“Wall Street sort of lost its way, in that investment banking has become a function not of allocating capital properly, but levering capital and levering the returns on capital as opposed to transferring capital to productive industries.”
–Bill Gross, CEO, PIMCO, as reported by Reuters,
Bill Gross’ astute comments were aimed at a number of issues involving the separation of investment banking into two separate activities: speculation and banking. However, his comments also help explain the nation’s huge income disparity and how a large portion of the top 1% became billionaires.
What’s omitted from the national discussion about “class warfare” and income disparities is that many of the top 1% did not actually earn their money in the traditional sense, but they earned it through financial engineering. This would include their access to large options, as well as other stockholder-propelled incentives, combined with the huge leverage available through lucrative executive options plans. This feature of options is lost to most sophisticated investors, who don’t realize that options, especially those out-of-the-money, offer more leverage than futures, the trading vehicle most often associated with leverage.
In the executive suite, these programs include the award of options upon hiring and at various other trigger points inside the executive’s contract or as the company reach certain financial milestones. At these points, stock options are awarded and executive management can then manage the company’s financial performance, which is distinct from its actual workplace and physical output, so that the options are triggered to award top management. The vast majority of workers are excluded from these programs. The exception is early stage start-ups, especially in the high-tech sector. .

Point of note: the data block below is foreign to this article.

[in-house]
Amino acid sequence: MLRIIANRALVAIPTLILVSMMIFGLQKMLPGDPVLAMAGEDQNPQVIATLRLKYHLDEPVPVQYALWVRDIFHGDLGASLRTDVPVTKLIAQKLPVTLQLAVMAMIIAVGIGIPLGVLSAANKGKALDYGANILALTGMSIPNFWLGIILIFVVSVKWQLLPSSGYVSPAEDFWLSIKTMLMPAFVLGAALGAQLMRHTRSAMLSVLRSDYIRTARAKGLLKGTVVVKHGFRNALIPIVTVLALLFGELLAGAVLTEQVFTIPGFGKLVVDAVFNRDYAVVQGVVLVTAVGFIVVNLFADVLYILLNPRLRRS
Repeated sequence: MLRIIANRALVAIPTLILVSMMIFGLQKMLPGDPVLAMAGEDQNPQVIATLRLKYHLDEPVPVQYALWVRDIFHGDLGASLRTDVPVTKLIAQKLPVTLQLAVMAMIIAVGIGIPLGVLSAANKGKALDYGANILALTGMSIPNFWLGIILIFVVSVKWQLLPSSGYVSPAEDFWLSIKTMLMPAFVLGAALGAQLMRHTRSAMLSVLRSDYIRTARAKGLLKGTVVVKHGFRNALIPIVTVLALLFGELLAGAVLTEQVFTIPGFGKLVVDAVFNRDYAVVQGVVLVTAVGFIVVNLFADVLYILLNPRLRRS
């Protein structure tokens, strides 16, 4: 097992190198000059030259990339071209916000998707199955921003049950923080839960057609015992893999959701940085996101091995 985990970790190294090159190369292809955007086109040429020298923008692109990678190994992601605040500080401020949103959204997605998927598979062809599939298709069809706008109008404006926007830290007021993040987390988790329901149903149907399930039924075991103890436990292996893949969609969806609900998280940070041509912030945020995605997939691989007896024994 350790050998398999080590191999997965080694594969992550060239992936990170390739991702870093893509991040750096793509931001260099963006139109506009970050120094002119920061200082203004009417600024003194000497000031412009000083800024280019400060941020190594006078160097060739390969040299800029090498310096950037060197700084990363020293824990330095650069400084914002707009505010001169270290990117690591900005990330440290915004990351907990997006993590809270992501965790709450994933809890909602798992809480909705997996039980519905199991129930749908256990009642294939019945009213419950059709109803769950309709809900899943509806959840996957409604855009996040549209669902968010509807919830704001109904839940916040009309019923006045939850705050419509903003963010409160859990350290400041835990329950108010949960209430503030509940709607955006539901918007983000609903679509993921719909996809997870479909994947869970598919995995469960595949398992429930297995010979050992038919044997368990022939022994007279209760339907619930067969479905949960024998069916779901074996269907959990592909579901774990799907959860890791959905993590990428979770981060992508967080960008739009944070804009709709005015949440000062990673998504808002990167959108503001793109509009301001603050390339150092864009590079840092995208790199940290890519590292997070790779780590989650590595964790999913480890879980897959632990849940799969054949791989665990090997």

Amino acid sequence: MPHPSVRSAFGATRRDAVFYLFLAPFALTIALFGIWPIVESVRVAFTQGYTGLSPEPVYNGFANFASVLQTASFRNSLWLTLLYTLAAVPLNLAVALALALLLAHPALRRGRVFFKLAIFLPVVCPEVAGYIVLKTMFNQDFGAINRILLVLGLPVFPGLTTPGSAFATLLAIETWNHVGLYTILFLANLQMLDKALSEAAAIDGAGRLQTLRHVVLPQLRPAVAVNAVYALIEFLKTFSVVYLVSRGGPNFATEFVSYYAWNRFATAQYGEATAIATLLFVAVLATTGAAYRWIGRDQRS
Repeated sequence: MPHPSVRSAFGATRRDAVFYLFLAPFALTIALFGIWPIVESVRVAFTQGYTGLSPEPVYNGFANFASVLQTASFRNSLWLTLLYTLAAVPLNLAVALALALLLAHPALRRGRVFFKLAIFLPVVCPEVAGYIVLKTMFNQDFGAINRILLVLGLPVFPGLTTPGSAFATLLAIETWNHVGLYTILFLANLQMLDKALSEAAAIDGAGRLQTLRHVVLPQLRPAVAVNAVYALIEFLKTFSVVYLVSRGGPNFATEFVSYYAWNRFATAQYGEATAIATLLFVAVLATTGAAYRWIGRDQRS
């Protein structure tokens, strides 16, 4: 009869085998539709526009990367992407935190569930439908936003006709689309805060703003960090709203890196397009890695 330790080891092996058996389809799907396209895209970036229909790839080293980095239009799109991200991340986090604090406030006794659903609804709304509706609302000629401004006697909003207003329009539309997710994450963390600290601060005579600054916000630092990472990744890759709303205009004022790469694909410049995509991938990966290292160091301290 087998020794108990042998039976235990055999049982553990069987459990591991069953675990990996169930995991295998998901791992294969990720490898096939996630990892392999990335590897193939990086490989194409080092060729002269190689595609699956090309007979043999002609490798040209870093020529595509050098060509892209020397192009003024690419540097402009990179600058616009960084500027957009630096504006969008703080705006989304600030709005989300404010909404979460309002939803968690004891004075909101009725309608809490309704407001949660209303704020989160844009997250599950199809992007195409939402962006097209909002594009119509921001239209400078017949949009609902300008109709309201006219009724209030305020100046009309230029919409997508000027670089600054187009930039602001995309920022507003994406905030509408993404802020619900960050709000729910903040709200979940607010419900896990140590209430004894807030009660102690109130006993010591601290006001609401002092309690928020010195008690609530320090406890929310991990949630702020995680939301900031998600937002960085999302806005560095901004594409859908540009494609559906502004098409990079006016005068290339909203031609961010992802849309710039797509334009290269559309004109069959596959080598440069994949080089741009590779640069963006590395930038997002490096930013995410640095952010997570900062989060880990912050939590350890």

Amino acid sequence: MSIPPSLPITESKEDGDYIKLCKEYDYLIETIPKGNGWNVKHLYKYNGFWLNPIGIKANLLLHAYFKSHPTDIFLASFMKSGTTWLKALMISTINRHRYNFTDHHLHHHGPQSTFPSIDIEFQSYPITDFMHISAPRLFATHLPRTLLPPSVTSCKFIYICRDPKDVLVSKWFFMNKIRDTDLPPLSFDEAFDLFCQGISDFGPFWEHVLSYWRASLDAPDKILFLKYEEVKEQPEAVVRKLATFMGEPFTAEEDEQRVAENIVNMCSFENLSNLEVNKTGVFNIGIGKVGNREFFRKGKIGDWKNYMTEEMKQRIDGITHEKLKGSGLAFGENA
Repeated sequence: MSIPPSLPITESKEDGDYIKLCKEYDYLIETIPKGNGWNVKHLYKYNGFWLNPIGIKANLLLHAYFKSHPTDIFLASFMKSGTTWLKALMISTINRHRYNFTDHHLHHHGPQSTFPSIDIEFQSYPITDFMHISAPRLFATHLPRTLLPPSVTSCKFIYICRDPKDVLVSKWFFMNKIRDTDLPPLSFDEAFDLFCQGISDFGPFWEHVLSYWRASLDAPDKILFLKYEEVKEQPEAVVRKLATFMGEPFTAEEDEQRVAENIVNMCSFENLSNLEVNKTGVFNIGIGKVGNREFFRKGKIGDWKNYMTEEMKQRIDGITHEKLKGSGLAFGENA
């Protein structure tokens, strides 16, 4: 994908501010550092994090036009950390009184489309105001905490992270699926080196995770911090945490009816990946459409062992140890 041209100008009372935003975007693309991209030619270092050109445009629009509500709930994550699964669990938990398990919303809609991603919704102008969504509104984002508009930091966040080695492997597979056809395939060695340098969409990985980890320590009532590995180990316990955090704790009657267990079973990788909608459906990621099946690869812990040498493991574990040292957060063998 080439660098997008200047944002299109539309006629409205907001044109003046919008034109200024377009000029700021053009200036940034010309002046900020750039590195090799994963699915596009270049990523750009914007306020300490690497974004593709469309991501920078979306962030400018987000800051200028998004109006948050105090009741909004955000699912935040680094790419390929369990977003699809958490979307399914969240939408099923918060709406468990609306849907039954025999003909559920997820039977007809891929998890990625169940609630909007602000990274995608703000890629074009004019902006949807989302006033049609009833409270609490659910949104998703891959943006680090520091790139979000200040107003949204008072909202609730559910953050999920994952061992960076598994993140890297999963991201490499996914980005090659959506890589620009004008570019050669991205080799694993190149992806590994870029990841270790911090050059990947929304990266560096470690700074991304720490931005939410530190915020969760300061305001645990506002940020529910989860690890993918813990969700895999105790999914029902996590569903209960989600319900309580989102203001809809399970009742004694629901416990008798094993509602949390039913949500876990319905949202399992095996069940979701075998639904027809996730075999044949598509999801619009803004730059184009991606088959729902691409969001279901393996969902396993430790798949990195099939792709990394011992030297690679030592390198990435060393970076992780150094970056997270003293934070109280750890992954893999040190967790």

The Focus on Short-Term Performance
Socially responsible or shareholder-activist institutional investors, have long recognized this and criticized certain companies for their focus on the short-term financial performance. It is thisfocus on short-term results which triggers huge paydays for top CEOs. Meanwhile, the disparity between executives and their own workforce continues to expand. The AFL-CIO, which tracks this disparity, now says that:
“2010 was another good year to make lots of money—if you were a CEO. CEOs of the largest companies received, on average, $11.4 million in total compensation last year, according to the AFL-CIO analysis of 299 companies in the S&P 500 Index. Overall, CEOs of the 299 companies in the AFL-CIO Executive PayWatch database received a combined total of $3.4 billion in pay in 2010, enough to support 102,325 jobs paying the median wages for all workers.”
So when commentators talk about “class warfare” and income disparities, the discussion has to consider the mechanics and abuses of financial engineering, and the fact that the vast majority of American workers never have access to these lucrative and exclusive programs. This also means that people working for the same company are practicing an insidious form of class warfare against their own employees.